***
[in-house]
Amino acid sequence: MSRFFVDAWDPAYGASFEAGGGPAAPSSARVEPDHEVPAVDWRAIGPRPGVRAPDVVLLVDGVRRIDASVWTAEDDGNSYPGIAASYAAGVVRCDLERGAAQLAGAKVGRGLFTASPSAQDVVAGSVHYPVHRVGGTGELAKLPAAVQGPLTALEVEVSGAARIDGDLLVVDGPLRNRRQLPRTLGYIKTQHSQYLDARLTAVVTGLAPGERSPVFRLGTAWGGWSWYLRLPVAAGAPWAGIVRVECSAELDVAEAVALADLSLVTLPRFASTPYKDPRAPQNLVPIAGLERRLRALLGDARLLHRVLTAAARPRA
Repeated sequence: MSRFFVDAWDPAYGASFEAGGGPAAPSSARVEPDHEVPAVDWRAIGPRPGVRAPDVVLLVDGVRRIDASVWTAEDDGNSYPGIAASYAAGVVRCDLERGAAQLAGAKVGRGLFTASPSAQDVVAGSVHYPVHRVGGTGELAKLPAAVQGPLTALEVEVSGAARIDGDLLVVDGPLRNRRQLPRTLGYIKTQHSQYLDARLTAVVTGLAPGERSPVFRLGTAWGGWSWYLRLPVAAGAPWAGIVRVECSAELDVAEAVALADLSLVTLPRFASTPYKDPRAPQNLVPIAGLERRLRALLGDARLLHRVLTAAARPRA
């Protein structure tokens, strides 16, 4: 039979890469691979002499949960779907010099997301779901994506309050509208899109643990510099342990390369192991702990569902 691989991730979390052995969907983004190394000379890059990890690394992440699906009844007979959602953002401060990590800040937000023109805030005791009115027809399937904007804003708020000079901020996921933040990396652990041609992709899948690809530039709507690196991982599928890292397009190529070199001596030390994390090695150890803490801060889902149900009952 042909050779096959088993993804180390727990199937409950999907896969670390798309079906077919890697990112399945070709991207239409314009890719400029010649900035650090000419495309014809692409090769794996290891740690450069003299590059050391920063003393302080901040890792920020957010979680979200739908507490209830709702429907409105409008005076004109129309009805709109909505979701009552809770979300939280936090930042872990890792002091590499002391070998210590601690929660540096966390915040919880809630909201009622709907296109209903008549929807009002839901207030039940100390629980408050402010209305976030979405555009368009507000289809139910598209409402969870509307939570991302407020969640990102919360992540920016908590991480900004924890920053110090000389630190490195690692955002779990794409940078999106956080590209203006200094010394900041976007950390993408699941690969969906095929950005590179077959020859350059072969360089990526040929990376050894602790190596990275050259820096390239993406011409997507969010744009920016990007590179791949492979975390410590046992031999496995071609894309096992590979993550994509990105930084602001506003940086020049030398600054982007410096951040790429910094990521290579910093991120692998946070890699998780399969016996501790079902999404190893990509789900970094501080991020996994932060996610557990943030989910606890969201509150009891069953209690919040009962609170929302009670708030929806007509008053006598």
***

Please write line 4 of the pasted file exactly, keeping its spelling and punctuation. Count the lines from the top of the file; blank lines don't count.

């Protein structure tokens, strides 16, 4: 039979890469691979002499949960779907010099997301779901994506309050509208899109643990510099342990390369192991702990569902 691989991730979390052995969907983004190394000379890059990890690394992440699906009844007979959602953002401060990590800040937000023109805030005791009115027809399937904007804003708020000079901020996921933040990396652990041609992709899948690809530039709507690196991982599928890292397009190529070199001596030390994390090695150890803490801060889902149900009952 042909050779096959088993993804180390727990199937409950999907896969670390798309079906077919890697990112399945070709991207239409314009890719400029010649900035650090000419495309014809692409090769794996290891740690450069003299590059050391920063003393302080901040890792920020957010979680979200739908507490209830709702429907409105409008005076004109129309009805709109909505979701009552809770979300939280936090930042872990890792002091590499002391070998210590601690929660540096966390915040919880809630909201009622709907296109209903008549929807009002839901207030039940100390629980408050402010209305976030979405555009368009507000289809139910598209409402969870509307939570991302407020969640990102919360992540920016908590991480900004924890920053110090000389630190490195690692955002779990794409940078999106956080590209203006200094010394900041976007950390993408699941690969969906095929950005590179077959020859350059072969360089990526040929990376050894602790190596990275050259820096390239993406011409997507969010744009920016990007590179791949492979975390410590046992031999496995071609894309096992590979993550994509990105930084602001506003940086020049030398600054982007410096951040790429910094990521290579910093991120692998946070890699998780399969016996501790079902999404190893990509789900970094501080991020996994932060996610557990943030989910606890969201509150009891069953209690919040009962609170929302009670708030929806007509008053006598």